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Florida rejects some recovery for proposed new FPL nuclear reactors
2017年10月17日 / 晚上9点39分 / 1 个月前

Florida rejects some recovery for proposed new FPL nuclear reactors

Oct 17 (Reuters) - Utility regulators in Florida on Tuesday rejected Florida Power & Light’s (FPL) request to recover costs incurred after 2016 for two new nuclear reactors at the utility’s Turkey Point power plant.

The Florida Public Service Commission (PSC) said in a statement that there was insufficient evidence to decide on FPL’s request to recover costs because the utility did not file a feasibility analysis for the new reactors in 2017 as required under Florida’s nuclear cost recovery rules.

FPL, a unit of Florida energy company NextEra Energy Inc , said it was still pursuing licenses to build the new reactors from the U.S. Nuclear Regulatory Commission (NRC).

“We are on track to receive final approval from the NRC in the coming months, and we intend to complete the licensing process such that the option of new nuclear power is available for our customers for many years into the future,” Bianca Cruz, a spokeswoman at FPL said in an email.

She said the earliest the new units could enter service is 2031-2032 at an estimated cost between $14.96 billion and $21.87 billion for the 2,200-megawatt project. One megawatt can power about 1,000 U.S. homes.

FPL, however, has not made a final decision to build the new reactors. There are two reactors operating at the Turkey Point plant, which is about 35 miles (56 kilometers) south of Miami.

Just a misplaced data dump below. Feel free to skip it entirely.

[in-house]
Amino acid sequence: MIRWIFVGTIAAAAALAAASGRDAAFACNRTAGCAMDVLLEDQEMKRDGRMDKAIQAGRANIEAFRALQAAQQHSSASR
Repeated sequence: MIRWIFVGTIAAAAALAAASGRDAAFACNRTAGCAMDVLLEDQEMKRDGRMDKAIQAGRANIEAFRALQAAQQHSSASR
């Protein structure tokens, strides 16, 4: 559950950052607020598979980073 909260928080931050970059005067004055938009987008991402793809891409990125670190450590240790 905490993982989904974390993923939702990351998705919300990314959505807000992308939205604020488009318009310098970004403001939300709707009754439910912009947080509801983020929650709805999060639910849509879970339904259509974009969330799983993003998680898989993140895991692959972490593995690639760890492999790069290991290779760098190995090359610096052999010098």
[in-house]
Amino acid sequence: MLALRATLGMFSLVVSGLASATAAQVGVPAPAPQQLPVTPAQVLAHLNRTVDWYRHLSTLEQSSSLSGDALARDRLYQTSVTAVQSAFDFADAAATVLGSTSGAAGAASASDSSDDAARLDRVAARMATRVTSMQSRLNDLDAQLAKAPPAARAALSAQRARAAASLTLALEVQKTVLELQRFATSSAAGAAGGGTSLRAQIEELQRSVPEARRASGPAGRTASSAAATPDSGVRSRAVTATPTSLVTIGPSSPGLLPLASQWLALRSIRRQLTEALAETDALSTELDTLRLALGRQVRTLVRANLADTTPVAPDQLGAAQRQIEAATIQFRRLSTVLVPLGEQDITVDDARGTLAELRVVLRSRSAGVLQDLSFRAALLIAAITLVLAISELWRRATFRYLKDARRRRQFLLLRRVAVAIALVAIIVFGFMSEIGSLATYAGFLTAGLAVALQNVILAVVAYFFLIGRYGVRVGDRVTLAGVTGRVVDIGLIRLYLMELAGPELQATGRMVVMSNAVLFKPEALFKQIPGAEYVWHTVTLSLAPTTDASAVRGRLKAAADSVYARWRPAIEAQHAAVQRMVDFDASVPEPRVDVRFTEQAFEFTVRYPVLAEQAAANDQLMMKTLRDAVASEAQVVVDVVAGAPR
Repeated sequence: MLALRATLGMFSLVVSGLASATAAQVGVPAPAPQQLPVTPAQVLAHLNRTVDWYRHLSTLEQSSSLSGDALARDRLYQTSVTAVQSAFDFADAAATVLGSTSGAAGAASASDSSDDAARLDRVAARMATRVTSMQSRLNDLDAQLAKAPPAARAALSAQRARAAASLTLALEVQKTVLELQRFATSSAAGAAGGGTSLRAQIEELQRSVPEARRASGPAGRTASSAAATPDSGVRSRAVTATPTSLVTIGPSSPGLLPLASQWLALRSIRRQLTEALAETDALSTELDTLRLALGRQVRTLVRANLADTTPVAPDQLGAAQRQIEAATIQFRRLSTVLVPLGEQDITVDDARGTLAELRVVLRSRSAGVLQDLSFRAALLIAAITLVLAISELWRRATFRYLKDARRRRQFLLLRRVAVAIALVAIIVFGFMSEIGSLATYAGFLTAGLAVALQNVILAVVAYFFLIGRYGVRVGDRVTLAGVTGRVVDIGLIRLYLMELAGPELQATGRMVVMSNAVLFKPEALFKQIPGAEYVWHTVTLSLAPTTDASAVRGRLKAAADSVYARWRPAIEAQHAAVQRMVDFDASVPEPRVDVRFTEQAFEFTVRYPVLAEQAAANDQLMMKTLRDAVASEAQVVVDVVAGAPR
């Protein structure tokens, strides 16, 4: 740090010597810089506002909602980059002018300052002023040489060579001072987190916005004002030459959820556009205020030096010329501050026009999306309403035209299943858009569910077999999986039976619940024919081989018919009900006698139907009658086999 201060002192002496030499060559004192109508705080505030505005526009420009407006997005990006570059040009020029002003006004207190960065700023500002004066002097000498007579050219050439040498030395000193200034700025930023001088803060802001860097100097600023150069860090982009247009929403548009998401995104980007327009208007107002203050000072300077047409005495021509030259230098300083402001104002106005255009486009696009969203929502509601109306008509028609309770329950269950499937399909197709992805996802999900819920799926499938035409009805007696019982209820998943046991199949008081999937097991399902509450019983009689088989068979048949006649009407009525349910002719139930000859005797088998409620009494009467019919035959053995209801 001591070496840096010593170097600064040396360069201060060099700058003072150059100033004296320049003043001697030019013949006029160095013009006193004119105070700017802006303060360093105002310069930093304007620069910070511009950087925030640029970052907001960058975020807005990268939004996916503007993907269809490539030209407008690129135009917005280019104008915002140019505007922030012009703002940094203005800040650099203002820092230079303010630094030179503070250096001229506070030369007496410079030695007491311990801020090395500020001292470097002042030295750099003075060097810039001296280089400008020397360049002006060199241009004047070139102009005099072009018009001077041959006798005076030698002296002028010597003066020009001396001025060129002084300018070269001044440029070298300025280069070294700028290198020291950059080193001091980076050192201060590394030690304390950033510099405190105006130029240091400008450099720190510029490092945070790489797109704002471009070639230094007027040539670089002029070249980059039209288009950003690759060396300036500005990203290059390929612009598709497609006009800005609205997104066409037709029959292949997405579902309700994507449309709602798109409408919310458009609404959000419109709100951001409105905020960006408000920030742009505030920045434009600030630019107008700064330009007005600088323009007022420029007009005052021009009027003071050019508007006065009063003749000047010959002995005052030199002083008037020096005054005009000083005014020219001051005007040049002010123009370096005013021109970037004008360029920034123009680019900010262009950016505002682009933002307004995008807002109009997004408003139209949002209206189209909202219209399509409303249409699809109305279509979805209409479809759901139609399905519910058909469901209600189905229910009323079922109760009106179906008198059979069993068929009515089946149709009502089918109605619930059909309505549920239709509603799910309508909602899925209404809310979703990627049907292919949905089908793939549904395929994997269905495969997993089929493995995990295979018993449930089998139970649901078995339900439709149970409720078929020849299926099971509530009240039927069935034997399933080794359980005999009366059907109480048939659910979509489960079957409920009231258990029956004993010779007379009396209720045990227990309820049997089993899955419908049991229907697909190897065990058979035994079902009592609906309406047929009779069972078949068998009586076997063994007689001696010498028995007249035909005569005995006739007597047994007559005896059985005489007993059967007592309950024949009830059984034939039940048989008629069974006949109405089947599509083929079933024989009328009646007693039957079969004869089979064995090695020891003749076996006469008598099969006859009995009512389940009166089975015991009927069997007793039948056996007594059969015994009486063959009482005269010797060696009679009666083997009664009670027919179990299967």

The builder and designer of the proposed new reactors is Westinghouse, a bankrupt unit of Japanese multinational Toshiba Corp.

Westinghouse ran into financial trouble due in part to construction of two nuclear projects in South Carolina and Georgia that fell years behind schedule and cost billions over budget.

South Carolina utilities Scana Corp and Santee Cooper canceled construction of new reactors at the Summer plant in July after determining it would cost as much as $24 billion to complete and not be finished before 2023.

The two reactors at Summer were expected to cost about $9.8 billion and be completed in 2016 and 2019.

Stephen Smith, executive director of the Southern Alliance for Clean Energy, an energy watchdog in the U.S. Southeast, said his group was “pleased with the Commission’s decision ... at least for this year, to stop throwing good customer money after bad for a reactor project that is effectively dead.”

The PSC approved recovery of the utility’s costs for 2015 and 2016 that included almost $47 million for the Turkey Point project. (Reporting by Scott DiSavino; Editing by Meredith Mazzilli and Jonathan Oatis)

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